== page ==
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    @SomeDude: Since you know the full extent of the issue (or more than what you posted in your question, at least), do you have any idea of why they might be doing this? Is it to "look smart"? Are they gaining something from it? (like refusing to do something or achieving a result they want by confidently throwing around things that to the uninitiated seem like "words of wisdom"?)
    – Bogdan
    Oct 3 at 13:52
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    @mattfreake Fair point, I does sound contradictory reading it again today. I meant it doesn't harm me and my teammates specifically. Any instance of this might waste time but that's as far as it goes.
    – SomeDude
    Oct 3 at 15:15
  • Honestly, just work around it and ignore/sidestep him. Steve Jobs famously did this with one of the Apple system by insisting Apple create their own optical drive, and his engineers ignored him and managed to hide a Japanese engineer in HQ for 6 months to integrate the drive behind Jobs' back. Steve knew he made the wrong decision couple weeks before launch, but his team showed up with a finished integrated product and Steve swore at them with a smile on his face.
    – Nelson
    Oct 3 at 15:55
  • If you "drill down" into a problem (say by pointing out that a property is in fact initialized) does the team leader admit he made a mistake? Or does trying to drill down just make the problem worse?
    – DaveG
    Oct 3 at 16:31
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First of all, I want to make it clear that none of this is negatively affecting me or anyone specifically, as far as employment and performance goes.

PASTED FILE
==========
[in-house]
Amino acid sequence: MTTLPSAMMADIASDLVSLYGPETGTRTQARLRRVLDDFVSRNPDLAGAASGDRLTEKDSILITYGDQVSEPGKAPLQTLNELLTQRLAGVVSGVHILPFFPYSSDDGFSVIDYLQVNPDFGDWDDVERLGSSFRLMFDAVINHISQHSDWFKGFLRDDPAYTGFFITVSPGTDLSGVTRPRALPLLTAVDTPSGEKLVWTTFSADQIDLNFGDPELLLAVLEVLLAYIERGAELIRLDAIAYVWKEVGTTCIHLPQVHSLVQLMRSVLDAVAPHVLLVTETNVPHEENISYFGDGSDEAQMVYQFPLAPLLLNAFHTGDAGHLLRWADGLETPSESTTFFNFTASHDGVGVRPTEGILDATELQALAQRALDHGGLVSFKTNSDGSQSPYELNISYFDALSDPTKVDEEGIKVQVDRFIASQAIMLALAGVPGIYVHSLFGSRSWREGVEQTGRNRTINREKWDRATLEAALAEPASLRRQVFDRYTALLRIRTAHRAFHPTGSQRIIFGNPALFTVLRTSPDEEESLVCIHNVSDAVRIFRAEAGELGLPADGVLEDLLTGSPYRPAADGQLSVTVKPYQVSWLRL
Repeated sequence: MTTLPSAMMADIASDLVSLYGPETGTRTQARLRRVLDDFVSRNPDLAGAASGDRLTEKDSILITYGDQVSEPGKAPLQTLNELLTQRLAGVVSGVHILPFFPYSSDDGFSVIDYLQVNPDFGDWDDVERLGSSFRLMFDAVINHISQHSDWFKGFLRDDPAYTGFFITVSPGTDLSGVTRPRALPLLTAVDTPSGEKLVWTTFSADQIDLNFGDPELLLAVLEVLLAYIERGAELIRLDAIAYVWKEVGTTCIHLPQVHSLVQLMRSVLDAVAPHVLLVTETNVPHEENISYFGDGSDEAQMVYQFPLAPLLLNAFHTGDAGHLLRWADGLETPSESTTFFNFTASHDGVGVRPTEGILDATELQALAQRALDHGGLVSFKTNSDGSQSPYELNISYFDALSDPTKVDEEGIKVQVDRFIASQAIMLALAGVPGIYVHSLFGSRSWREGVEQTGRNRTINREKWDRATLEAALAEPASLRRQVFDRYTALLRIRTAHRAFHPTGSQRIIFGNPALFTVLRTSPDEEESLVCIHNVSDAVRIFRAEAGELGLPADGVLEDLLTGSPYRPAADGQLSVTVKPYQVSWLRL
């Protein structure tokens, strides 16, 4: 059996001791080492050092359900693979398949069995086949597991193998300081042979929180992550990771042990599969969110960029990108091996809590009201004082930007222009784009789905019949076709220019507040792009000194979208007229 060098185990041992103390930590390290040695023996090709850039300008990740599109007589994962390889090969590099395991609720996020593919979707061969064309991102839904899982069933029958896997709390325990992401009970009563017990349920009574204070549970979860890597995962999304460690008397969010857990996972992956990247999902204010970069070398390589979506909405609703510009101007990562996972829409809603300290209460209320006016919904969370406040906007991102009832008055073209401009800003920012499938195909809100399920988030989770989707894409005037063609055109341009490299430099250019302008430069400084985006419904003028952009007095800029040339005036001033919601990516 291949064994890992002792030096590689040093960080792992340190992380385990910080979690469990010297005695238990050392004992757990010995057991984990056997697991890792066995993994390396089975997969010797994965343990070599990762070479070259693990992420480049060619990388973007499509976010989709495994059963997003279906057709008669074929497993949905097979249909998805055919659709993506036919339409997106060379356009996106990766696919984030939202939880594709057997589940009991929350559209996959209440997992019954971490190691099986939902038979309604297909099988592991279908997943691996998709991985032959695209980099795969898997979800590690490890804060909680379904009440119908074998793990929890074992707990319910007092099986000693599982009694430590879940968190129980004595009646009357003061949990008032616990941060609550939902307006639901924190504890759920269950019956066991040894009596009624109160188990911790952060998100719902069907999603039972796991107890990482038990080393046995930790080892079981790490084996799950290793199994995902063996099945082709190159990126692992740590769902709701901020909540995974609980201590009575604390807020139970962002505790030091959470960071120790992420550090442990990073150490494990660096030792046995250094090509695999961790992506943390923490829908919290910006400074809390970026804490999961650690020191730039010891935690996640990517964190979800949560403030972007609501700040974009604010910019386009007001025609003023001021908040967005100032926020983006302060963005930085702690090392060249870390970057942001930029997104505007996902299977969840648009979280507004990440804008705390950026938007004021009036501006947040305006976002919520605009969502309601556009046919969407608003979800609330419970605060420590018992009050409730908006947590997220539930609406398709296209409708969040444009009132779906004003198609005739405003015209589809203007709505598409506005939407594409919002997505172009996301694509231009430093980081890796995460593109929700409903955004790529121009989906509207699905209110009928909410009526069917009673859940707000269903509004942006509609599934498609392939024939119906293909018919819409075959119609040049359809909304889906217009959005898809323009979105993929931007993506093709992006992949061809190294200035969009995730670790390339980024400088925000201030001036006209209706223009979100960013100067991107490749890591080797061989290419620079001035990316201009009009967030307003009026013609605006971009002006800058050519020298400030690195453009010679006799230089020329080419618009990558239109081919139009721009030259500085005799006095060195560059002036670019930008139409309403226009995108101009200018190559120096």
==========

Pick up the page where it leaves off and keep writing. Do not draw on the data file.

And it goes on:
There you go - your instincts are sound, trust them.

If it doesn't affect anyone's job or performance, then continue ignoring this behaviour. Your job is to make your boss' job easier - the less they see you as the cause of their professional headaches, the better your chances of earning their goodwill and having a good time at work and progressing professionally.

Perhaps your boss does this to get an ego boost from the admiration of the young naive developers. In such a case, any attempts to make your boss aware of this behaviour will bring up short-term negativity against you (without any surety that the behaviour will change in the long term).

One of the toughest jobs in any relationship - personal or professional - is to learn to work with people as they are and not how you wish they were. So that includes dealing with the warts in their personality too.

Only if the issue does become serious enough (to warrant some action), one approach you can try would be to slowly make him aware of his ignorance. For example, if he says something is not legal, you can send him an email politely pointing out that he "misunderstood" the law (along with proof to back it up). (Ofcourse, you should only do this for big picture items that affect the whole team or company, and not get into the habit of disputing every ignorant nonsense he spouts).